Requirements to be a US Senator

Requirements to be a US Senator

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Requirements to be a U.S. Senator are established in Article I, Section 3 of the U.S. Constitution. The Senate is the United States' higher legislative chamber (the House of Representatives being the lower chamber), containing 100 members. If you have dreams of becoming one of the two senators who represent each state for six-year terms, you might want to check the Constitution first. The guiding document for our government specifically spells out the requirements to be a senator. Individuals must be:

  • At least 30 years old
  • A U.S. citizen for at least nine years at the time of election to the Senate
  • A resident of the state one is elected to represent in the Senate

Similar to those for being a U.S. Representative, the Constitutional requirements for being a Senator focus on age, U.S. citizenship, and residency.

In addition, the post-Civil War Fourteenth Amendment to the United States Constitution prohibits any person who has taken any federal or state oath swearing to support the Constitution, but later took part in a rebellion or otherwise aided any enemy of the U.S. from serving in the House or Senate.

These are the only requirements for the office that are specified in Article I, Section 3 of the Constitution, which reads, "No Person shall be a Senator who shall not have attained to the Age of thirty Years, and been nine Years a Citizen of the United States, and who shall not, when elected, be an Inhabitant of that State for which he shall be chosen."

Unlike U.S. Representatives, who represent the people of specific geographic districts within their states, U.S. Senators represent all of the people in their states.

Senate vs. House Requirements

Why are these requirements for serving in the Senate more restrictive than those for serving the House of Representatives?

In the 1787 Constitutional Convention, delegates looked to British law in setting age, citizenship, and residency or “inhabitancy” qualifications for senators and representatives, but voted not to adopt proposed religion and property ownership requirements.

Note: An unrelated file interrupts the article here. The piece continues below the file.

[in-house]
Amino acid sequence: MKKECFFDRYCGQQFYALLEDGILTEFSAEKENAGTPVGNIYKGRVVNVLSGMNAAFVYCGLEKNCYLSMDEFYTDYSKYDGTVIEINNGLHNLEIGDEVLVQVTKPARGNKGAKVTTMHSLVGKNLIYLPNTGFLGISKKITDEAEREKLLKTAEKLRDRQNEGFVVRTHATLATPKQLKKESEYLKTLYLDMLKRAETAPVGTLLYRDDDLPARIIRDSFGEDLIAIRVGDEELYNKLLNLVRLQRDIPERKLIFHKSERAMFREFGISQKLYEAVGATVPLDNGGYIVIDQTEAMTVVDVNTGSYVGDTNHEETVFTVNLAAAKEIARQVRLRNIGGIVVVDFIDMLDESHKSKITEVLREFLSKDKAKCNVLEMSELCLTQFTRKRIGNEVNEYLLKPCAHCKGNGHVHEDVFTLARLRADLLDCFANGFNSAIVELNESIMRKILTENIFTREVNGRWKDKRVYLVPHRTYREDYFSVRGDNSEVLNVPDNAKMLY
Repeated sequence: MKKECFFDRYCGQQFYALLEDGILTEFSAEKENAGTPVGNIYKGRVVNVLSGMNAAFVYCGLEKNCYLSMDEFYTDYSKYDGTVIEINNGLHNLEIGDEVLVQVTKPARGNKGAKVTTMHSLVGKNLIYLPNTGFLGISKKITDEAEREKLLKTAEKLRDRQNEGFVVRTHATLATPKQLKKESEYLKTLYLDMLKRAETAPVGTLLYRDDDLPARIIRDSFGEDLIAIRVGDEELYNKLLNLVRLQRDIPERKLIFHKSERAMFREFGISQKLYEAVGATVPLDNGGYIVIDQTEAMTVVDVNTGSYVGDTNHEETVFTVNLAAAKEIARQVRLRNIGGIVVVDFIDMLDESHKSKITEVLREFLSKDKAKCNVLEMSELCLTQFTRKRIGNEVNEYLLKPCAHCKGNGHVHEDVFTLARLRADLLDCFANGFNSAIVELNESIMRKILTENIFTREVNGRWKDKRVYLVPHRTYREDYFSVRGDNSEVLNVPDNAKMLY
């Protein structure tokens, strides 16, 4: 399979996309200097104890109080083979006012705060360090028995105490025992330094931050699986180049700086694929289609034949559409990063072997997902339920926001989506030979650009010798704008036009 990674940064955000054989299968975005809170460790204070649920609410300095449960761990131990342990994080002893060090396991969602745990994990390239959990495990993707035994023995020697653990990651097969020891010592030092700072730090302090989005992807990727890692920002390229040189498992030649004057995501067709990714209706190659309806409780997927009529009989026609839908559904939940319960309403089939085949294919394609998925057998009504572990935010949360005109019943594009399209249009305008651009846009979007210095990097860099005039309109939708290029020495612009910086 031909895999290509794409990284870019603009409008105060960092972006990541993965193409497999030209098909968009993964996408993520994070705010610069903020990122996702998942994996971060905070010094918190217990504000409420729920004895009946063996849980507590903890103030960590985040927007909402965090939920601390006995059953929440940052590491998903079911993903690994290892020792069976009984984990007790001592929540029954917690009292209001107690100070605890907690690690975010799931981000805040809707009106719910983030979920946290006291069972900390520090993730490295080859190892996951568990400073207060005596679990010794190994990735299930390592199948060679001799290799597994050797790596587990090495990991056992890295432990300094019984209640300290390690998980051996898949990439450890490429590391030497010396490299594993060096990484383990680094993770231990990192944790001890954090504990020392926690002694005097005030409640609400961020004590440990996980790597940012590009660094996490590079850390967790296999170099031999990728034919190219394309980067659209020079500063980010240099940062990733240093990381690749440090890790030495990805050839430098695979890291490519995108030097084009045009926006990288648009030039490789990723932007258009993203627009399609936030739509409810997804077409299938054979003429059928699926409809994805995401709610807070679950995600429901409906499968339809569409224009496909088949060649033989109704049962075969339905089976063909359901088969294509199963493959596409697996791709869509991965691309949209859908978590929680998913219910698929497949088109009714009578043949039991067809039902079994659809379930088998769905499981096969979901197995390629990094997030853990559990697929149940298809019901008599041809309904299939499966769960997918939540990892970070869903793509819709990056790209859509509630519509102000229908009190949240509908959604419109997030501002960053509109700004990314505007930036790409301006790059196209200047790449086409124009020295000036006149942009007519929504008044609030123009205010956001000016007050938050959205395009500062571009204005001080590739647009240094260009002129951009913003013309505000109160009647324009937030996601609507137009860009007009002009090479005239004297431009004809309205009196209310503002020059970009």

The delegates debated the minimum age for senators after they had set the age for representatives at 25. Without debate, the delegates voted to set the minimum age for senators at 30. James Madison justified the higher age in Federalist No. 62, stating the due to the more impactful nature of the “senatorial trust,” a “greater extent of information and stability of character,” was needed for senators than for representatives.

Interestingly, English law at the time set the minimum age for members of the House of Commons, the lower chamber of Parliament, at 21, and at 25 for members of the upper house, the House of Lords.


English law in 1787 strictly prohibited any person not born in “the kingdoms of England, Scotland, or Ireland” from serving in either chamber of Parliament. While some delegates might have favored such a blanket ban for the U.S. Congress, none of them proposed it.

An early proposal by Gouverneur Morris of Pennsylvania included a 14-year U.S. citizenship requirement for senators. However, the delegation voted against Morris' proposal, voting instead for the current 9-year period, two years longer than the 7-year minimum they had earlier adopted for the House of Representatives.

Notes from the convention indicate that the delegates considered the 9-year requirement to be a compromise “between a total exclusion of adopted citizens” and an “indiscriminate and hasty admission of them.”


Recognizing the fact that many American citizens may have lived abroad for some time, the delegates felt a minimum U.S. residency, or “inhabitancy” requirement should apply to the members of Congress. While England' Parliament had repealed such residency rules in 1774, none of the delegates spoke for such rules for Congress.

As a result, the delegates voted to require that members of the both the House and Senate be inhabitants of the states from which they were elected but placed no minimum time periods limits on the requirement.

Phaedra Trethan is a freelance writer and a former copy editor for The Philadelphia Inquirer newspaper.

Updated by Robert Longley


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